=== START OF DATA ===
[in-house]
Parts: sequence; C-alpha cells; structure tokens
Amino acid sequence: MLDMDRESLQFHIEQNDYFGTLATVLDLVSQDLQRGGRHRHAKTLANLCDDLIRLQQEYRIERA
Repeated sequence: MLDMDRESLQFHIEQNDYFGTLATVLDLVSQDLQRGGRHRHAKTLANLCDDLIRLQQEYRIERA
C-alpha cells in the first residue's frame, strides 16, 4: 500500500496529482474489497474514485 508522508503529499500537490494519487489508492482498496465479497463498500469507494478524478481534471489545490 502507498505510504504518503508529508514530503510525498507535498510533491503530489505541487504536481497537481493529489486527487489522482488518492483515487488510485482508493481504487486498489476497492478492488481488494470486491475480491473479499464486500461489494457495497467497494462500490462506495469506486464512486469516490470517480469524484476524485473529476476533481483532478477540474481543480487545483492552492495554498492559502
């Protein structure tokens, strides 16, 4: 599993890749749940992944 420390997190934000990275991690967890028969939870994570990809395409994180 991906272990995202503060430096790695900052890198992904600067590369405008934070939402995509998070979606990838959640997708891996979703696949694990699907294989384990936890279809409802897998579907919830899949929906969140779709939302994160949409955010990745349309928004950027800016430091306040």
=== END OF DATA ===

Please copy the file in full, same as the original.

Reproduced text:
[in-house]
Parts: sequence; C-alpha cells; structure tokens
Amino acid sequence: MLDMDRESLQFHIEQNDYFGTLATVLDLVSQDLQRGGRHRHAKTLANLCDDLIRLQQEYRIERA
Repeated sequence: MLDMDRESLQFHIEQNDYFGTLATVLDLVSQDLQRGGRHRHAKTLANLCDDLIRLQQEYRIERA
C-alpha cells in the first residue's frame, strides 16, 4: 500500500496529482474489497474514485 508522508503529499500537490494519487489508492482498496465479497463498500469507494478524478481534471489545490 502507498505510504504518503508529508514530503510525498507535498510533491503530489505541487504536481497537481493529489486527487489522482488518492483515487488510485482508493481504487486498489476497492478492488481488494470486491475480491473479499464486500461489494457495497467497494462500490462506495469506486464512486469516490470517480469524484476524485473529476476533481483532478477540474481543480487545483492552492495554498492559502
């Protein structure tokens, strides 16, 4: 599993890749749940992944 420390997190934000990275991690967890028969939870994570990809395409994180 991906272990995202503060430096790695900052890198992904600067590369405008934070939402995509998070979606990838959640997708891996979703696949694990699907294989384990936890279809409802897998579907919830899949929906969140779709939302994160949409955010990745349309928004950027800016430091306040």